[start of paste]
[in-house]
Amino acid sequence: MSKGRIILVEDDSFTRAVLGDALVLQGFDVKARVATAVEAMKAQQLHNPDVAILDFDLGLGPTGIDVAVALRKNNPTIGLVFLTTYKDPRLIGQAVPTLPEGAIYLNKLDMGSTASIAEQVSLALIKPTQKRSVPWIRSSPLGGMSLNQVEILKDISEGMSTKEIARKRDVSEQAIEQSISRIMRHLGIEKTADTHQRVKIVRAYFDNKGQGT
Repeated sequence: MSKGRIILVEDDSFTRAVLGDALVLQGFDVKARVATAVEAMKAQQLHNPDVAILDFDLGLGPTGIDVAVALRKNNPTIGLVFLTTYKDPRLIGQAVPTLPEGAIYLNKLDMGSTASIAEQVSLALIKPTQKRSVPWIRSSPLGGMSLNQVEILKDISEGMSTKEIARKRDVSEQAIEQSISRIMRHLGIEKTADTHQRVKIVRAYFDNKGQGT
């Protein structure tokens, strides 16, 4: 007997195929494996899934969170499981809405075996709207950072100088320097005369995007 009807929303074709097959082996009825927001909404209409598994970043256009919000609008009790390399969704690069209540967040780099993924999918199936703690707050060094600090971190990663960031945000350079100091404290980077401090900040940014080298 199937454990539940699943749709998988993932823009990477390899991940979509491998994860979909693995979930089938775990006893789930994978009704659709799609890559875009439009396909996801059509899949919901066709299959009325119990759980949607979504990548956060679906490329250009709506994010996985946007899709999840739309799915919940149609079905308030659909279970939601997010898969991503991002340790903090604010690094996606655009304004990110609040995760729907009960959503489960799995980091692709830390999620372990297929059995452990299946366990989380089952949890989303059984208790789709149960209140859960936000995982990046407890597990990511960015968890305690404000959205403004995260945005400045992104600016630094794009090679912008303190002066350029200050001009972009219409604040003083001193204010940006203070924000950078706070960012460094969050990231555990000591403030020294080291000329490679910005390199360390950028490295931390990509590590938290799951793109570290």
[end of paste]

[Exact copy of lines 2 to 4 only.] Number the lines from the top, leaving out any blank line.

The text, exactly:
Amino acid sequence: MSKGRIILVEDDSFTRAVLGDALVLQGFDVKARVATAVEAMKAQQLHNPDVAILDFDLGLGPTGIDVAVALRKNNPTIGLVFLTTYKDPRLIGQAVPTLPEGAIYLNKLDMGSTASIAEQVSLALIKPTQKRSVPWIRSSPLGGMSLNQVEILKDISEGMSTKEIARKRDVSEQAIEQSISRIMRHLGIEKTADTHQRVKIVRAYFDNKGQGT
Repeated sequence: MSKGRIILVEDDSFTRAVLGDALVLQGFDVKARVATAVEAMKAQQLHNPDVAILDFDLGLGPTGIDVAVALRKNNPTIGLVFLTTYKDPRLIGQAVPTLPEGAIYLNKLDMGSTASIAEQVSLALIKPTQKRSVPWIRSSPLGGMSLNQVEILKDISEGMSTKEIARKRDVSEQAIEQSISRIMRHLGIEKTADTHQRVKIVRAYFDNKGQGT
């Protein structure tokens, strides 16, 4: 007997195929494996899934969170499981809405075996709207950072100088320097005369995007 009807929303074709097959082996009825927001909404209409598994970043256009919000609008009790390399969704690069209540967040780099993924999918199936703690707050060094600090971190990663960031945000350079100091404290980077401090900040940014080298 199937454990539940699943749709998988993932823009990477390899991940979509491998994860979909693995979930089938775990006893789930994978009704659709799609890559875009439009396909996801059509899949919901066709299959009325119990759980949607979504990548956060679906490329250009709506994010996985946007899709999840739309799915919940149609079905308030659909279970939601997010898969991503991002340790903090604010690094996606655009304004990110609040995760729907009960959503489960799995980091692709830390999620372990297929059995452990299946366990989380089952949890989303059984208790789709149960209140859960936000995982990046407890597990990511960015968890305690404000959205403004995260945005400045992104600016630094794009090679912008303190002066350029200050001009972009219409604040003083001193204010940006203070924000950078706070960012460094969050990231555990000591403030020294080291000329490679910005390199360390950028490295931390990509590590938290799951793109570290």